Baobabs must be the most identifiable trees in the world. They are also called the upside-down tree, because the trunk and branches look like a huge root system…
Here are some fascinating facts about these botanic giants
- There are nine baobab species of which two occur in Africa. In South Africa, these trees are found in the northern parts of Limpopo. Musina is said to be the Baobab Town.
- Baobab trees that are believed to be the biggest in South Africa are the Sunland Baobab near Tzaneen, Limpopo, which has a bar built into its trunk; the Sagole Big Tree between Tshipise and Pafuri in the far north of Kruger; and the Glencoe Baobab outside the town of Hoedspruit, Limpopo. The girth and height of the Sunland one is 47m by 22m. Carbon dating shows that Baobabs can reach a very old age – 3 000 years and maybe more.
- Baobabs are deciduous trees and their large white flowers open at night. The inside of the fruit was used to make cream of tartar, a powder especially used in making meringues . Now it is a byproduct of wine production. The fruit is also high in vitamin C.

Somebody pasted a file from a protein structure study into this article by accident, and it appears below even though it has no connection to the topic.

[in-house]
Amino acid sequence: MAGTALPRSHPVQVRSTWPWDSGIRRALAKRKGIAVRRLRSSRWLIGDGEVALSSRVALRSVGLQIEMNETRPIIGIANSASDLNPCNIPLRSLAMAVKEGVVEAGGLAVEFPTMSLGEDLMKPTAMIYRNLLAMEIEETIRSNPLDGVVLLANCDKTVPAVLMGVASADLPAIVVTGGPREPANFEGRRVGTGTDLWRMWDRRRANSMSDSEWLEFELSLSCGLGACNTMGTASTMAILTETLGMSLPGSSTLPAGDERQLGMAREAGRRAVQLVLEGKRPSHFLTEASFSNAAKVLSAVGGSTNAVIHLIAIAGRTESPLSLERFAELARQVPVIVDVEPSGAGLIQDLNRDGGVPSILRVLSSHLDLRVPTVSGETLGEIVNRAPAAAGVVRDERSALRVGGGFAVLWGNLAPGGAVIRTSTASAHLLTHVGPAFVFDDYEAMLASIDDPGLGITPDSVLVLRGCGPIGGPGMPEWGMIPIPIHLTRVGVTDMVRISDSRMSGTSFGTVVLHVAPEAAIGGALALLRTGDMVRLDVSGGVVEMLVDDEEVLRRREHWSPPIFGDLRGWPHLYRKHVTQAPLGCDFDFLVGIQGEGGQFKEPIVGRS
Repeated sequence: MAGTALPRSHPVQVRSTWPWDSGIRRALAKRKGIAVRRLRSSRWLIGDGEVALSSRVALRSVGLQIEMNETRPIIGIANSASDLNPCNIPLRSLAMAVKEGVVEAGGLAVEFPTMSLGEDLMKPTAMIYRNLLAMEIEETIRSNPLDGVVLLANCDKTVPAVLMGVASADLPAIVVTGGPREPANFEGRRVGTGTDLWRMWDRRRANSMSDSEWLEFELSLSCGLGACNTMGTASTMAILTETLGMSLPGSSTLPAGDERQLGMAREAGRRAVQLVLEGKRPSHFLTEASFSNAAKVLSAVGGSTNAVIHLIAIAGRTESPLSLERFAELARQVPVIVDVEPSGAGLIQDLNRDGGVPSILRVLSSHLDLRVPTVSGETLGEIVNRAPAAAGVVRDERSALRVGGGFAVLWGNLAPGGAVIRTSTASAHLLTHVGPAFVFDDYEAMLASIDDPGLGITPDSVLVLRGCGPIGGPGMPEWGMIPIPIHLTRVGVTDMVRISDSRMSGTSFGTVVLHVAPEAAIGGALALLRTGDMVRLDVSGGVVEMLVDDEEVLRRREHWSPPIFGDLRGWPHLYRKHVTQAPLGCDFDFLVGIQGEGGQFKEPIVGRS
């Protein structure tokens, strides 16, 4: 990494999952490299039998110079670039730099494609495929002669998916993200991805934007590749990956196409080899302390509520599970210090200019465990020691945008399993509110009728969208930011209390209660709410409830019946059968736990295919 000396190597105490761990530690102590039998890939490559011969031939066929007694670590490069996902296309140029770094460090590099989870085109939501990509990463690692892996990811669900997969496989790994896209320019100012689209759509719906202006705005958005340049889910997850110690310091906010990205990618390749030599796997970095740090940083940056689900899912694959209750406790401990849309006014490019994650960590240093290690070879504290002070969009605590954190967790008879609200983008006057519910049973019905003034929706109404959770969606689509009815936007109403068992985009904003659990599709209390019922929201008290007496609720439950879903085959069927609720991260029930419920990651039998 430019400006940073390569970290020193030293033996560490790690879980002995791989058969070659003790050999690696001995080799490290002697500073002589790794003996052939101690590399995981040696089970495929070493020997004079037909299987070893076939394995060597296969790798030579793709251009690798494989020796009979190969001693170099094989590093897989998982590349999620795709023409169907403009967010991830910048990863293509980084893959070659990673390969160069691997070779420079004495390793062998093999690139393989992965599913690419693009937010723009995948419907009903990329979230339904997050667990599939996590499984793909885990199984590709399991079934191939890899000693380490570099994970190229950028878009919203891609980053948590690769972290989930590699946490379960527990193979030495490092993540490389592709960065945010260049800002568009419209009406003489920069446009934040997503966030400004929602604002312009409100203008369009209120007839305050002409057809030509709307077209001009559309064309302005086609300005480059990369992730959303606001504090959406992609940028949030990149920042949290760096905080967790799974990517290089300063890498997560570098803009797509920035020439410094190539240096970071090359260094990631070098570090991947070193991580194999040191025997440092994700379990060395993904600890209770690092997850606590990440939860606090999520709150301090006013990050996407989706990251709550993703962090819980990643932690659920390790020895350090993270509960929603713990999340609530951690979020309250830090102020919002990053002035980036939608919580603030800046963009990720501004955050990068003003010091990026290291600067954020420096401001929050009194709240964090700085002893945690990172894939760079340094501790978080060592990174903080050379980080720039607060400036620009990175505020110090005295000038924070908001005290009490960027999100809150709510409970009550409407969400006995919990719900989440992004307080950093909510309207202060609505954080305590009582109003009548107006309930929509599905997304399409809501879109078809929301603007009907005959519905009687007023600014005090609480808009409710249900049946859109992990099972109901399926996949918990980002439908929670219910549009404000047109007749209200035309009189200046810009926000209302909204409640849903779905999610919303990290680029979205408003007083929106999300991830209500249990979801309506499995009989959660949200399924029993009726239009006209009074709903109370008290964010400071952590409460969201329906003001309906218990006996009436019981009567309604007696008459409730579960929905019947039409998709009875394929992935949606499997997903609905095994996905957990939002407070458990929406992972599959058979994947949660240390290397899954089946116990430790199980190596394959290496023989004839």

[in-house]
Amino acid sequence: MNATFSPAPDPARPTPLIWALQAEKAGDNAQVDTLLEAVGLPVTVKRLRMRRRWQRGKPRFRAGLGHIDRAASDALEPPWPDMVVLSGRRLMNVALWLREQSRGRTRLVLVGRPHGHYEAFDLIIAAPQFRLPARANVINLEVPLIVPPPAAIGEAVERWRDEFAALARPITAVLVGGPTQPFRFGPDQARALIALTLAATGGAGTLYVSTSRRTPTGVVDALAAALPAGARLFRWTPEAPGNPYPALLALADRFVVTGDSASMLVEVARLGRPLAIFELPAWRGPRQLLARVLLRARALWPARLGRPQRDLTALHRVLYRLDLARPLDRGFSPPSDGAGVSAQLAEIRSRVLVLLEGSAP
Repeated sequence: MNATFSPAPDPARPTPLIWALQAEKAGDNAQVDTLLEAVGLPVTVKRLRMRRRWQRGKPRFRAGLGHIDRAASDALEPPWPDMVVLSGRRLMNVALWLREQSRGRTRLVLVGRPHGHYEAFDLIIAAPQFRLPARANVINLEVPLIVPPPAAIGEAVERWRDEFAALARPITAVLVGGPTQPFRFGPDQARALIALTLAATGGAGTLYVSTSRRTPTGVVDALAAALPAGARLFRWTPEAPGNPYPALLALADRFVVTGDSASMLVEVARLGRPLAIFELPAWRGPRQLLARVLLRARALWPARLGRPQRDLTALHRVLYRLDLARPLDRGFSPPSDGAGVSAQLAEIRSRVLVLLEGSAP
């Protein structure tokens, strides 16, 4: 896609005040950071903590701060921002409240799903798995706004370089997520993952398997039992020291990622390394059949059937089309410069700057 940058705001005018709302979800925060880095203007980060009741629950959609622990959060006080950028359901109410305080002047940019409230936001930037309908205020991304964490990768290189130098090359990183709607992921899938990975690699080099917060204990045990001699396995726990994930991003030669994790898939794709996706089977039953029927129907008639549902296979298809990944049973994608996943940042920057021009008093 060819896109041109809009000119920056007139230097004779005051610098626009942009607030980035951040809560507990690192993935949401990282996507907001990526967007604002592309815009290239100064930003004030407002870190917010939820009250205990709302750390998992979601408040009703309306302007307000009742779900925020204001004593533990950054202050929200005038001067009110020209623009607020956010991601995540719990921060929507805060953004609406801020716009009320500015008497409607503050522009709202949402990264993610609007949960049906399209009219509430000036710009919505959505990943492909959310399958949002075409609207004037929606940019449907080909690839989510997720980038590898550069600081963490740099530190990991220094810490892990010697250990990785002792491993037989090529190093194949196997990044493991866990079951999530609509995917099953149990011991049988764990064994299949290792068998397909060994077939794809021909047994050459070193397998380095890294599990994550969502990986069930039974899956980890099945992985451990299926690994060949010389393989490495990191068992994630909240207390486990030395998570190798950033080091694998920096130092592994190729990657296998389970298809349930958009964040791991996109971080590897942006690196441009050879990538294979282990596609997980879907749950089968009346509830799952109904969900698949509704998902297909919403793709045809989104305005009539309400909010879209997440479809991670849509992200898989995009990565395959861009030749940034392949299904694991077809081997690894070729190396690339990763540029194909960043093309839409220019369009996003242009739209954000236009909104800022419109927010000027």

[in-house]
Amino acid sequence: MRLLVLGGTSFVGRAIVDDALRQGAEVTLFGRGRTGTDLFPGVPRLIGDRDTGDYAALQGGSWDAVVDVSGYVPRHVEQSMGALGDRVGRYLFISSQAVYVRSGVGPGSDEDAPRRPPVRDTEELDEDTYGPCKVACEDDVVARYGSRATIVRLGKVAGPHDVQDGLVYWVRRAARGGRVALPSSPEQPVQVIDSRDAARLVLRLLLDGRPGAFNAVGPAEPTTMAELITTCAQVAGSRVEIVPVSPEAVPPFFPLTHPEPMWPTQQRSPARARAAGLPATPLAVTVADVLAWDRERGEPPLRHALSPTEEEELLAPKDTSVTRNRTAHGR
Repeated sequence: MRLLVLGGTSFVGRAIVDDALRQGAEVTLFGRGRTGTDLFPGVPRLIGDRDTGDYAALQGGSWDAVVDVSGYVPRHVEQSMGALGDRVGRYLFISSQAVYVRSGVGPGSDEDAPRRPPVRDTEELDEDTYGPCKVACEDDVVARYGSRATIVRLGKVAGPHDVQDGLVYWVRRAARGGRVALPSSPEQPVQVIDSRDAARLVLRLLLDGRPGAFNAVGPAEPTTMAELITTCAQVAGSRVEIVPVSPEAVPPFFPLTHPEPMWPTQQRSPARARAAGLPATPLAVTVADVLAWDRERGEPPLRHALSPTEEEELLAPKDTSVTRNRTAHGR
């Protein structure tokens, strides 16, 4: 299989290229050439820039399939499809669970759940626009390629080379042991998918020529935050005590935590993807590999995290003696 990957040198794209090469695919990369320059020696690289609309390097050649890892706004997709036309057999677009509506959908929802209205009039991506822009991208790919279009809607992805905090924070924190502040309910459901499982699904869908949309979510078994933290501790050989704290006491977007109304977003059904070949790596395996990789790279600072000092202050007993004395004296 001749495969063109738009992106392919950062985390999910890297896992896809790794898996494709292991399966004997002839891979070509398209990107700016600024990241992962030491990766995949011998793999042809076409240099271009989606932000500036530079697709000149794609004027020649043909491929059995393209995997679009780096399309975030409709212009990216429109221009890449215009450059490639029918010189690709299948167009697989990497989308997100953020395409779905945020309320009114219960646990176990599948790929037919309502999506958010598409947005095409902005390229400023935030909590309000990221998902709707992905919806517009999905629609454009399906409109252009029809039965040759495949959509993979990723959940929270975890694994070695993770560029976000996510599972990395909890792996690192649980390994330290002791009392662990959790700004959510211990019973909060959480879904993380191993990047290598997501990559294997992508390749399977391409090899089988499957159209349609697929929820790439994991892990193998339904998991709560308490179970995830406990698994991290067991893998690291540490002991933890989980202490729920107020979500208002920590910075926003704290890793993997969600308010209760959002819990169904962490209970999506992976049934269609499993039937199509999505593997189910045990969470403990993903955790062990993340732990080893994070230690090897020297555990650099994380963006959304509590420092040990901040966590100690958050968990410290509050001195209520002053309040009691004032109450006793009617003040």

- Baobabs are extremely hardy. They can store thousands of litres of water in their trunks. When burnt or stripped of their bark by elephants, they just regrow the bark. When they die of old age, they implode into a heap of fibre.
- Baobabs are eco-friendly and they sustain many animals. Baboons eat their fruit, elephants their bark, bats and bush babies drink the nectar and pollinate the flowers, people boil and eat the leaves. The leaves are used for medicinal purposes and the bark is utilised in making ropes and baskets.
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Where to see these wonderful trees
In the northern area of Kruger National Park and in Mapungubwe National Park and Heritage Landscape. Or just drive from Pafuri to Messina to Louis Trichardt to Hoedspruit, to Tzaneen and you will find them.
Words and Photography Anita de Villiers
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